End with a very uncomfortable moment for a Red Sox fan
I highly recommend you subscribe to the Let’s Get Busy Podcast if you haven’t already. Matthew Winner has so many amazing interviews with fabulous guests in the previous 192 episodes (and many more lined up to come!). And certainly check out his new home for the podcast – All the Wonders, a home for readers to discover new books and to experience the stories they love in wondrous ways.
Also, I decided today to start a new tradition. Because so many of my blog posts are about me, I’d like to share two favorite books by others at the end of every post from this day forward. I’ve decided to very creatively call this:
Two for You
(two books I highly recommend)
1. Boats for Papa written and illustrated by Jessixa Bagley
I love everything about this book. Get the tissues ready, cause it made me start crying in the middle of a bookstore.
2. Snoozefest written by Samantha Berger and illustrated by Kristyna Litten
Great rhymes and illustrations, and starring a sloth.
For those of you that have been following this blog for a while, those 12 lessons may look familiar. I took my Tips for Writing Picture Books series and reorganized it a bit to make it a little cleaner and available all in one place.
It’s important to know ONE thing: You don’t know EVERYthing. So …
I debated on whether to call this post Find the Right Critique Partners or Be the Worst … and Learn from People Better than You. I think there are a couple points I want to touch on regarding progression with your craft.
First, you don’t have to do it alone. The kidlit community, both online and in person, is full of friendly people who cheer each other on. Whether through SCBWI, PiBoIdMo, 12×12, or one of the many social networking groups, there is a profusion of resources available. You just have to ask.
Find a critique group. This is critical. It sounds like a cheesy acknowledgements section of a middle grade novel, but the truth is that I’d be nowhere without the many critique partners who’ve made my writing better over the years.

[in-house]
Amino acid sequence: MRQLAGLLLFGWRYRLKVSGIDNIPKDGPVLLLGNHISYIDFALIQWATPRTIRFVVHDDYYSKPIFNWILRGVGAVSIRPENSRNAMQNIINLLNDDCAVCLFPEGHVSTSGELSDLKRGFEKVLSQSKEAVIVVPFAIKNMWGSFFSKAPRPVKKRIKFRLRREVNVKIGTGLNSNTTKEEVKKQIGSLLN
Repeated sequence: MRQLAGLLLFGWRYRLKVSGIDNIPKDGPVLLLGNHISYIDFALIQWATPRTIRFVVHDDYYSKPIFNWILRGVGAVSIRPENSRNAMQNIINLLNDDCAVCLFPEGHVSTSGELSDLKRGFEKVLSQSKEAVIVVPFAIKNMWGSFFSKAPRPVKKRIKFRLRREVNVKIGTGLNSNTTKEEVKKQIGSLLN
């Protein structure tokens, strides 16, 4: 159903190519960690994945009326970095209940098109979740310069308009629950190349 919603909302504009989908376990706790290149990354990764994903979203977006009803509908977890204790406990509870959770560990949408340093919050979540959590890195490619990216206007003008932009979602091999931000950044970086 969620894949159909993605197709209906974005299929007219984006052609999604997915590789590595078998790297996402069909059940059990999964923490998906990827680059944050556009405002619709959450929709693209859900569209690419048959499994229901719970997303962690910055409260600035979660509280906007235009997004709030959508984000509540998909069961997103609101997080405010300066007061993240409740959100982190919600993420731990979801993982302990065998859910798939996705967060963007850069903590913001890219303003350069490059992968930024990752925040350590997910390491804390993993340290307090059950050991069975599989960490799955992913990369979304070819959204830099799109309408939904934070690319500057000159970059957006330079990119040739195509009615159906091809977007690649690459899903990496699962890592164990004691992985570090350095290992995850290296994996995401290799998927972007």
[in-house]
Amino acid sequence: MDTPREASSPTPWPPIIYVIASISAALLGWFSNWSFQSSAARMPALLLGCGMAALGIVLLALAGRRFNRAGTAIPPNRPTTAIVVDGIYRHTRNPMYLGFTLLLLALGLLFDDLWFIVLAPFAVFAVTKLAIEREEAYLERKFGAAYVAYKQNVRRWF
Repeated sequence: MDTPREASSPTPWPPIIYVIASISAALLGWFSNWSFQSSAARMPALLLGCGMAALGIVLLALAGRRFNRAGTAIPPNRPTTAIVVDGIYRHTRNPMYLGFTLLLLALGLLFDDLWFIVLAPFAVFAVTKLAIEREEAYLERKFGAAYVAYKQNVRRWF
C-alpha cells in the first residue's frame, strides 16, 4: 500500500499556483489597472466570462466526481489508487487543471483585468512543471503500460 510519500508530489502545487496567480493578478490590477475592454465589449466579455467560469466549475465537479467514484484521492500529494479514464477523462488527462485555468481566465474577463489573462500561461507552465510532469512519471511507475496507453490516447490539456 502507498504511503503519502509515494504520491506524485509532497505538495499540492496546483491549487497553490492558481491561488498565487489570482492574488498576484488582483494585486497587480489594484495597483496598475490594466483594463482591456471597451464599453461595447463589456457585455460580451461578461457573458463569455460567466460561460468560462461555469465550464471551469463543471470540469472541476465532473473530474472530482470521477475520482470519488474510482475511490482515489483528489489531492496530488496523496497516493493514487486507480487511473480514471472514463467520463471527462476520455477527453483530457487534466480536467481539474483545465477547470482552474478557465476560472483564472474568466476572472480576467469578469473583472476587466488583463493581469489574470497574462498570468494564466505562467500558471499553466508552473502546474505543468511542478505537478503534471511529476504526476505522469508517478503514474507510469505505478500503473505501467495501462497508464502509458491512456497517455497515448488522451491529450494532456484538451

But don’t be the best in your critique group. If you want to keep improving your writing, be sure to work with people who are better than you (by this, I mean better at writing). I can definitively say I have never been the best one in any of my groups – and that fact has played a large role in any success I may have had.
There are many other ways to continue learning. One is by going to conferences, retreats, and workshops. This can get expensive and potentially prohibitive, but luckily lots of classes have popped up online that range from very affordable webinars to even free (see Nerdy Chicks Write Summer School, currently in session).
Read books in the genre you write. This is important for several reasons. It will help keep your focus on the audience for which you’re writing. It will also give you an idea of the business side of the writing world. What are publishers buying? What are librarians, teachers, parents, and children enjoying?
How do you keep learning? Do you find it important to continue expanding your knowledge of kidlit? Why?
Next time I’ll share why it’s important to …
[fill in later before you post this, otherwise you might look kind of silly and you wouldn’t want that, would you, Josh?]
Wow, that sounds like an interesting topic! Betcha can’t wait to hear about that!